Manitoba

Second December snowstorm buries Winnipeg's projected surplus

The holiday-weekend snowstorm didn't just bury Winnipeg's streets and sidewalks. The city's hopes for a year-end surplus were all but obliterated by the second major snowfall of December.

City was planning to use unspent 2016 money to cover expenses in 2017, but that's now up in the air

This week's snow-clearing operation, in combination with an early-December cleanup, is expected to wipe out the remaining snow-clearing budget for the year - and with it, an expected transfer of surplus funds to the 2017 budget. (CBC News)

The holiday-weekend snowstorm didn't just bury Winnipeg's streets and sidewalks.

The city's hopes for a year-end surplus were all but obliterated by the second major snowfall of December.

One month ago, the city had about $10 million left in its $33.5-million snow-clearing budget for 2016 and was hoping to end the year with an overall budget surplus roughly equal to that amount.

The 2017 budget approved by council on Dec. 13 calls for a $9.5-million transfer from the 2016 budget to help cover off $1.08 billion worth of operating expenses next year.

That transfer is now in jeopardy thanks to a pair of snow-clearing efforts in early December and this week. A full snow-clearing operation costs the city $6 to $7 million. The expense will likely erase what remained of the snow-clearing budget and possibly eat into other funds.

"This will have a detrimental effect on the projected surplus for 2016. We don't know the final numbers, of course, because we're still tallying up the expenses from the snowfall in early December and now we've been hit with the second one," said St. James-Brooklands-Weston Coun. Scott Gillingham, city council's finance chairman.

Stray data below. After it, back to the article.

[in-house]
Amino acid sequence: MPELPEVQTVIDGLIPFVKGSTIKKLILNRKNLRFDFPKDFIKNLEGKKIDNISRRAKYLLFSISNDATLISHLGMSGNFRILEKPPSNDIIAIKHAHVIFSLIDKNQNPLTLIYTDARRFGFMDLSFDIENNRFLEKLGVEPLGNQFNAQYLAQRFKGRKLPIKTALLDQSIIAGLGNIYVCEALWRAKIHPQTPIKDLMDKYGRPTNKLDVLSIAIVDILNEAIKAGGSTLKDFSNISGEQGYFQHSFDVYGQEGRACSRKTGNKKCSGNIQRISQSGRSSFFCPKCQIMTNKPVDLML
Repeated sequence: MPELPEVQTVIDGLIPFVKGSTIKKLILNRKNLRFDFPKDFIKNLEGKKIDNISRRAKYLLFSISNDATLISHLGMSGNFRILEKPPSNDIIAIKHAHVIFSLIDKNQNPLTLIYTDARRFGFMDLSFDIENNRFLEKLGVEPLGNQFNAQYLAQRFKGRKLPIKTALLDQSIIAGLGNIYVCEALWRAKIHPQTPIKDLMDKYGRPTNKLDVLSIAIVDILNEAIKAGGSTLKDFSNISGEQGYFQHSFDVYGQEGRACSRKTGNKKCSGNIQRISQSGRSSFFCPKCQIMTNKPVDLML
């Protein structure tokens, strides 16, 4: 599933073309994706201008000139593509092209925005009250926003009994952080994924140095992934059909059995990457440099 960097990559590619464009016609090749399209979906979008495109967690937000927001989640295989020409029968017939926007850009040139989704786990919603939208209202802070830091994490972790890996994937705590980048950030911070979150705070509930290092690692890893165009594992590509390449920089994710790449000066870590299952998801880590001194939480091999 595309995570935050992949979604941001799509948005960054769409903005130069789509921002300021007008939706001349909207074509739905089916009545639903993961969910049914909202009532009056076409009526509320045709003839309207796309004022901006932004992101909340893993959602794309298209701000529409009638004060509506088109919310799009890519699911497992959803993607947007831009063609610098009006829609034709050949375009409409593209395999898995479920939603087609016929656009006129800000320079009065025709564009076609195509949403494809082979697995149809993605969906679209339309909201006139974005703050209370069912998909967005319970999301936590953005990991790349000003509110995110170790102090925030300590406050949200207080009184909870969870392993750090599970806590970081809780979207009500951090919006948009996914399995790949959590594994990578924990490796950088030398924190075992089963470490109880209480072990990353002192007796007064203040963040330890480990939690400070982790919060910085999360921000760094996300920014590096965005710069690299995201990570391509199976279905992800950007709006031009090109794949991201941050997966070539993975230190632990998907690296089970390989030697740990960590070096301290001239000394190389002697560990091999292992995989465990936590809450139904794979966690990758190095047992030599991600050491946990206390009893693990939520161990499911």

He said once all the accounting for 2016 is complete — the city's final financial status report for the year is due in February — city council and corporate-finance officials will have to figure out what to do with a smaller transfer of surplus funds or perhaps no transfer at all.

Gillingham, who was appointed finance chairman after the budget was almost complete, said the city is usually safe in planning to transfer funds from one budget year to the next.

"You get a snowfall like this maybe once a year, sometimes every couple of years. We've had two snowfalls of this amount of around 30 centimetres in December alone. That's unusual, so it's hard to budget for something like that," he said.

The city's snow-clearing operation is expected to last several more days. Public works spokesman Ken Allen said Tuesday morning that half the city's regional and collector streets have been cleared, along with sidewalks and bike trails along those routes.

Back-lane clearing began Tuesday morning in areas scheduled for garbage and recycling pickup, he added. The city will issue a warning before it begins clearing residential streets.

ABOUT THE AUTHOR

Bartley Kives

Senior reporter, CBC Manitoba

Bartley Kives joined CBC Manitoba in 2016. Prior to that, he spent three years at the Winnipeg Sun and 18 at the Winnipeg Free Press, writing about politics, music, food and outdoor recreation. He's the author of the Canadian bestseller A Daytripper's Guide to Manitoba: Exploring Canada's Undiscovered Province and co-author of both Stuck in the Middle: Dissenting Views of Winnipeg and Stuck In The Middle 2: Defining Views of Manitoba.

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